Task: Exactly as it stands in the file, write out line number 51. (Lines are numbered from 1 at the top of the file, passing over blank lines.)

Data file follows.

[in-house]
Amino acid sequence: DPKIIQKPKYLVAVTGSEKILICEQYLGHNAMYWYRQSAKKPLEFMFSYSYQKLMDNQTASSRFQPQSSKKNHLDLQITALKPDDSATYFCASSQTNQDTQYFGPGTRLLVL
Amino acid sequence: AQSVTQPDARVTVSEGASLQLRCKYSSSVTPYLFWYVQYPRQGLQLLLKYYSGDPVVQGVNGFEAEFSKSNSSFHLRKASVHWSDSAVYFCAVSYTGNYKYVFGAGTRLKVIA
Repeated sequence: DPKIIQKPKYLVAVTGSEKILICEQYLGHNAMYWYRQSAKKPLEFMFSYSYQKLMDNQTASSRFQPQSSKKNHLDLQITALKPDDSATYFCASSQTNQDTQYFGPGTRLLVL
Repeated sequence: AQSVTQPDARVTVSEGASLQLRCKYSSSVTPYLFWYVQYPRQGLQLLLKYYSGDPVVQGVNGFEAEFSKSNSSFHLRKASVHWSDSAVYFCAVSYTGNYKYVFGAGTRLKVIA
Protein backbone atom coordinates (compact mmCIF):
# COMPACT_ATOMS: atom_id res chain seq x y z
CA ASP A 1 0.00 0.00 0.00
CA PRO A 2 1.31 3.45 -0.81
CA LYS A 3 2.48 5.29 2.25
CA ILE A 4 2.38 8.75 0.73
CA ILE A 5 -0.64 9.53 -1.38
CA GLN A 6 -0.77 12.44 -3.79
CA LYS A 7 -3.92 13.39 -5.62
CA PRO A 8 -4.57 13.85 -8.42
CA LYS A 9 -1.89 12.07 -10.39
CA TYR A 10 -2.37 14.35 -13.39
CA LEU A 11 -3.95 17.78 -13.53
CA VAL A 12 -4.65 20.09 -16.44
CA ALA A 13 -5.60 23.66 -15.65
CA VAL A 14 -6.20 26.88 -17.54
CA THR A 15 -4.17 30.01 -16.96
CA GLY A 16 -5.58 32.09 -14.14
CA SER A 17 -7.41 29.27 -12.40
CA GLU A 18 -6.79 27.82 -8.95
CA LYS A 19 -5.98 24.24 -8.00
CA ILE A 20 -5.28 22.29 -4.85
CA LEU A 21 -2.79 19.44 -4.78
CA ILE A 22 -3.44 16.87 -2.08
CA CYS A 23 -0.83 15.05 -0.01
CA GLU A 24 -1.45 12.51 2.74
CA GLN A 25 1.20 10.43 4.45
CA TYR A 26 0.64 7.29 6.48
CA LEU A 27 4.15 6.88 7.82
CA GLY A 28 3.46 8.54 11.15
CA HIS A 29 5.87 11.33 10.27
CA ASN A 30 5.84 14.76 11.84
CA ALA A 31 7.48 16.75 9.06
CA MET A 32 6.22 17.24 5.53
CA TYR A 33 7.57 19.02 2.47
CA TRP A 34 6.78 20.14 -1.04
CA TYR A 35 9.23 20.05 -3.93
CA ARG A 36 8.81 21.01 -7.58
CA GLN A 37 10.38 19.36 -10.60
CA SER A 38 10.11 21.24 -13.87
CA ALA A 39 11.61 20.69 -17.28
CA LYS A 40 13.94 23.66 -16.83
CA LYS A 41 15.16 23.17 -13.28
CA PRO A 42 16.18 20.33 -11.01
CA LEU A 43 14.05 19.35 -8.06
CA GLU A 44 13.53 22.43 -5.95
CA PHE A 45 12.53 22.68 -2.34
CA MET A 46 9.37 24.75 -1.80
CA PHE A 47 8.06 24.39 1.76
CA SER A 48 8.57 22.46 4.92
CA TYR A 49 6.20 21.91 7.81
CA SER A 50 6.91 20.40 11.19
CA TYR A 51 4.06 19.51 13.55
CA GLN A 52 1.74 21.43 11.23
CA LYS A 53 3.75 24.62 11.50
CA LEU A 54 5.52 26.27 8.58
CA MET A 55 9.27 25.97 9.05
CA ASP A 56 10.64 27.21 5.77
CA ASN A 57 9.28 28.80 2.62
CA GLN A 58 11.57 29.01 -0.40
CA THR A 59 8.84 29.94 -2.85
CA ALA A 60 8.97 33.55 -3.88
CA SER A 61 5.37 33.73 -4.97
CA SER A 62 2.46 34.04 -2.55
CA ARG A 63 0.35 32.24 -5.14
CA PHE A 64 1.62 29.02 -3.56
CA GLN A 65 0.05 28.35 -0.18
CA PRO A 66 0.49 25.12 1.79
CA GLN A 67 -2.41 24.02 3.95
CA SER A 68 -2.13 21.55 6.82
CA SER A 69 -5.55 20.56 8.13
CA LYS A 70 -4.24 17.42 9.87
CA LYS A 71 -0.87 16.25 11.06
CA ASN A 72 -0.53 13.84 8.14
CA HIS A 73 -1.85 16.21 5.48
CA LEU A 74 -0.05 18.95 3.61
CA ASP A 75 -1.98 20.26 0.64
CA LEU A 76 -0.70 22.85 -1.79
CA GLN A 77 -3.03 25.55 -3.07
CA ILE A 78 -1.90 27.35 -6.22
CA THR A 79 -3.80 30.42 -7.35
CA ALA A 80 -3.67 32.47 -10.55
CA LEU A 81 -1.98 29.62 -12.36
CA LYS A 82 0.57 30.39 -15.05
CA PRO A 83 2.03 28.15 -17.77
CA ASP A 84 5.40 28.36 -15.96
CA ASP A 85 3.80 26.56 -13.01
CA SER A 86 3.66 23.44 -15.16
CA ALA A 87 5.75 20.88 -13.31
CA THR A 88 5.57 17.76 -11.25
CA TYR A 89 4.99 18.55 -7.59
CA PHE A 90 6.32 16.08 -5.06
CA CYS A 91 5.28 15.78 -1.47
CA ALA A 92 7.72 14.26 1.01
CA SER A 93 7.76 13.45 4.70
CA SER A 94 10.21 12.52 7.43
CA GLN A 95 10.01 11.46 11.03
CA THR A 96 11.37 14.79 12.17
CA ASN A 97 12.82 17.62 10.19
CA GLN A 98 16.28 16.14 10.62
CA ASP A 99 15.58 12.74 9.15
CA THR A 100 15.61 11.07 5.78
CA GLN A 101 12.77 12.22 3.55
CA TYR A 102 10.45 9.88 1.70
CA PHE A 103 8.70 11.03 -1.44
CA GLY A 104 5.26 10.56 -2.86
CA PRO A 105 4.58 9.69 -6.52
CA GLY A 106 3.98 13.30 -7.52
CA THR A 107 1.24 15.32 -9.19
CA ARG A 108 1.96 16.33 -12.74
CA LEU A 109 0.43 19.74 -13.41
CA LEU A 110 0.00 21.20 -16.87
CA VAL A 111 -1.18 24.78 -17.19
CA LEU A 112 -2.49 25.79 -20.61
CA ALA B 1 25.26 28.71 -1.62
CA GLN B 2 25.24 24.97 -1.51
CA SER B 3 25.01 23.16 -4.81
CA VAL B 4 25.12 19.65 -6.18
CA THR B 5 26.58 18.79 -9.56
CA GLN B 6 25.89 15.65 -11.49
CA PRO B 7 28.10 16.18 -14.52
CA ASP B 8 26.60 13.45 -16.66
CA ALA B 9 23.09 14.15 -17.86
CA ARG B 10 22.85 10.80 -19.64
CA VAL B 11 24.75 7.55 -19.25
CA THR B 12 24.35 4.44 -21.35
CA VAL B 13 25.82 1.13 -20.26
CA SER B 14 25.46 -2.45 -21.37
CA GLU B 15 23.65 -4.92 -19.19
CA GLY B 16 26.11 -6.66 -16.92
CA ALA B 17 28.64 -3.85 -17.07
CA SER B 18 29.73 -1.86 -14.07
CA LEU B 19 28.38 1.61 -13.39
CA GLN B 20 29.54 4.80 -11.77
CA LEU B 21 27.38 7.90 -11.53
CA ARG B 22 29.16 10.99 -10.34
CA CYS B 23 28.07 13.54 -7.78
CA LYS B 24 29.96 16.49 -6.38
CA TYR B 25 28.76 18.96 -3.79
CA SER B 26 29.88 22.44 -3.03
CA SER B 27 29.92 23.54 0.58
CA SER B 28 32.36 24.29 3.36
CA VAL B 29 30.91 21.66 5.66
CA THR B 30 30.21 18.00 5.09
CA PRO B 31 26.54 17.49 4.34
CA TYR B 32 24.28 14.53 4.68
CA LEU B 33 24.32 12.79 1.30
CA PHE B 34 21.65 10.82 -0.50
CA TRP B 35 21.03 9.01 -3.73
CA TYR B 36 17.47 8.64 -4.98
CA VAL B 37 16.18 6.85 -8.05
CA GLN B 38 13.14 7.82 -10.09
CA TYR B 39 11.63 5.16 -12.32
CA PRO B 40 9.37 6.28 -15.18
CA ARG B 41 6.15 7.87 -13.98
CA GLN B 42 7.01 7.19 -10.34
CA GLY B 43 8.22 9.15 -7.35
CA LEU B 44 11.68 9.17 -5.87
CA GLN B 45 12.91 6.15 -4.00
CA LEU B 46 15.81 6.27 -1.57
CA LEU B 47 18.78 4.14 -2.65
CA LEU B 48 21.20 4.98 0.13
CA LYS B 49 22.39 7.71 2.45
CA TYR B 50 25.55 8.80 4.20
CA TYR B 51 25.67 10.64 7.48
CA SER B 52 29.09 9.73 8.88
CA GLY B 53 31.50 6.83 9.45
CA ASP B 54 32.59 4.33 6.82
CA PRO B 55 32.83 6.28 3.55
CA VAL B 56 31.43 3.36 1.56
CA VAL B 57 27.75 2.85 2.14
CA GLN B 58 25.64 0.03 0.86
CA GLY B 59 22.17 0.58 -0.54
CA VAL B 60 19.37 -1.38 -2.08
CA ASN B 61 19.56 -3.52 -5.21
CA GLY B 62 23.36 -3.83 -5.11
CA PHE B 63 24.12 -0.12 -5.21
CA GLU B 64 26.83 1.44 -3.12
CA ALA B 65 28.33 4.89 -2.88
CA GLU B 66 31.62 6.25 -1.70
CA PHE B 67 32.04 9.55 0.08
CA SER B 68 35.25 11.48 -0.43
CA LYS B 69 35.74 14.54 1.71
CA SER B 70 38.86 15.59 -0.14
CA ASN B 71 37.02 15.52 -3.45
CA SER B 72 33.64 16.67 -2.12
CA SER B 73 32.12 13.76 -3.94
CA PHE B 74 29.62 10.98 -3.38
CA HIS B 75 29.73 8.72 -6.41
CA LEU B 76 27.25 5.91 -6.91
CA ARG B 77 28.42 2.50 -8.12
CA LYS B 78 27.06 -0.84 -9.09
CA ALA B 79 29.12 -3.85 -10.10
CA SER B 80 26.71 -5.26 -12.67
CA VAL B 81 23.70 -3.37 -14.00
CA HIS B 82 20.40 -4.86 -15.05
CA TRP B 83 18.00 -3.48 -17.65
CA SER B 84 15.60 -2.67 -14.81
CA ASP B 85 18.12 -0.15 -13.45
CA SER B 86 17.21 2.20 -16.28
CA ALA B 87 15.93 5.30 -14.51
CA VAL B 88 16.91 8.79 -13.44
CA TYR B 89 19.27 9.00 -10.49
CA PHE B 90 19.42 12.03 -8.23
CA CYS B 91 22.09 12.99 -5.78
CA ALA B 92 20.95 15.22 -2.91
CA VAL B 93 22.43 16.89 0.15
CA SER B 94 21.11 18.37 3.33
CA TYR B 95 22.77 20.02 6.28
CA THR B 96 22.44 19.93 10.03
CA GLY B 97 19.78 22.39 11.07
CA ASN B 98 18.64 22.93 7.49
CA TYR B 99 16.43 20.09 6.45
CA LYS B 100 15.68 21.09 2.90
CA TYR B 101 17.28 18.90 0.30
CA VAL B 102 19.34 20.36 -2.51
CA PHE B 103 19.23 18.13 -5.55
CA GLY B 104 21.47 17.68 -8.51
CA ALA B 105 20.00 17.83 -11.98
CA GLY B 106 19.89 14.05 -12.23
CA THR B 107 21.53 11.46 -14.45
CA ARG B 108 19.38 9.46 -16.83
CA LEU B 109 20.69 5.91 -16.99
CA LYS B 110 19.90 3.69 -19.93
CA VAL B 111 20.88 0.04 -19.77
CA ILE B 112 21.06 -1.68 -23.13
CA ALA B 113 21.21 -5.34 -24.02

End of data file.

CA GLU A 44 13.53 22.43 -5.95